Thursday, November 30, 2006

Thursday Talk Time - Heroes and Bad Hair Days

Today's Thursday talk-time is brought to you by Historical author Claire Thornton. She asks...


Until I decided to write a series of linked books set during the reign of Charles II, I’d never asked myself that question.

My previous heroes had certainly always had hair. And they always looked sexy - whether they were rescuing their heroine from danger or romancing her in less hazardous circumstances. But they were all responsible adults and, just as I didn’t nag them to wash behind their ears, I left the finer details of when they combed their hair up to them.

But the stories in my CITY OF FLAMES trilogy are all set in 1666, during the reign of Charles II. Long natural hair had been fashionable for men for a while, but now periwigs were coming into vogue. So, for the first time, I had to give some serious thought to what my heroes were going to do with their hair.

The reign of Charles II, is a wonderful, colourful period. Actresses appeared on the London stage for the first time (until then, female roles had been played by boys). There were great steps forward in science and commerce. And one of the most famous events in London’s history – the Great Fire which destroyed nearly all of the medieval City – took place in 1666.

As befitted an era of such drama and change, every aspect of fashion was flamboyant. Men wore lace edged cravats and brocade or velvet coats. And some of them wore periwigs.

But, despite their flamboyant finery, these were active men. They managed their estates, conducted business, practised their swordsmanship and even fought duels. They didn’t wear their periwigs every waking moment - as you can see in this picture of Rufus Sewell from the BBC production of Charles II: The Power and the Passion.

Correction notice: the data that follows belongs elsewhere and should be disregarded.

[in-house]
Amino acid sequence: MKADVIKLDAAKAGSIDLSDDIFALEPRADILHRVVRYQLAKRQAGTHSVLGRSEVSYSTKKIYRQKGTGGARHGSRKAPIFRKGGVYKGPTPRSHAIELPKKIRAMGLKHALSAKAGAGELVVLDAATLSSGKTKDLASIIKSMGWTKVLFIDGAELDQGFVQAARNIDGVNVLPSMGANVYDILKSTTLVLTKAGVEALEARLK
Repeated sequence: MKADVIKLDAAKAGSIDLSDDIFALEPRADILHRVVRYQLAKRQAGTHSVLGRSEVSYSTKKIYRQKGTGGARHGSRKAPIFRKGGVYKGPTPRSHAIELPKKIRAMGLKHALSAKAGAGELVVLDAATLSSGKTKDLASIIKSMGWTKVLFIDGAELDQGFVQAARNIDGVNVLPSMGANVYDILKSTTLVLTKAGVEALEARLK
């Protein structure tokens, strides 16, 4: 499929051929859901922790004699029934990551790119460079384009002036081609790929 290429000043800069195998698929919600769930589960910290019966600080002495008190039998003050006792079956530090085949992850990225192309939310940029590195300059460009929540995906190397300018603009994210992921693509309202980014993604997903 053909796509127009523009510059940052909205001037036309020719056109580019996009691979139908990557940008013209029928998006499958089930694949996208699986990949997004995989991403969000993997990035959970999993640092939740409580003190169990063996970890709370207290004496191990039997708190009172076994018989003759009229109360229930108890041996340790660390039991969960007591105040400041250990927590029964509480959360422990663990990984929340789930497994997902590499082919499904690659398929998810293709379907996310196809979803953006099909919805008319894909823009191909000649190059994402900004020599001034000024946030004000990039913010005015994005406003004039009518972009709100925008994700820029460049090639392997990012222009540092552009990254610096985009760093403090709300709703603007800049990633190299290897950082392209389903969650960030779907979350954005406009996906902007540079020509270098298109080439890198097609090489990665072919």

I soon realised there were more options available for my heroes than I’d first anticipated.

I decided that Gabriel, Marquis of Halross, the hero of the first book in the series, THE DEFIANT MISTRESS, would look magnificent with his own rippling waves of dark brown hair falling around his shoulders.

When Lady Desire Godwin, the heroine of the second book, THE ABDUCTED HEIRESS, first sets eyes on her hero, Colonel Jakob Balston, he has just climbed over the parapet of her rooftop garden. The evening sunlight makes his long blond hair shine like liquid gold.

The hero of the third book, the Duke of Kilverdale, is the only one who wears a periwig. When THE VAGABOND DUCHESS begins, he has been travelling incognito, and his own wild black hair makes him look like an enticing vagabond. Later in the story, when he assumes the extravagant finery of a duke, he wears a magnificent black periwig. But, when he is alone with his heroine and he removes his wig – oh – what wonderful sensual possibilities his deliciously cropped hair offered.

So can a hero ever have a bad hair day?

Absolutely not. Whether he has glorious, flowing locks the heroine simply can’t keep her hands off, very short hair, or something in between – his hair is always as magnificently sexy as the man himself.

Claire's latest North America release is book one of a trilogy!

THE DEFIANT MISTRESS is out in NA this November.

But in December lucky UK readers are up to Book 3 in the series with THE VAGABOND DUCHESS.

More at her website @


  1. You know, I really love the cover for 'The Defiant Mistress'. It absolutely screams 'Buy Me'. Mind, Claire is an auto-buy for me anyway. :)

    Back to the cave ...

  2. I love the cover as well! I will have to look for it here in the States.

  3. Thank you, Natasha!

    Yes, I love the cover too. I’m very excited, because the North American covers were all specially commissioned and I particularly love the one for The Defiant Mistress.

    Jennifer, I hope you’re able to find it, and that you enjoy it.

    Best wishes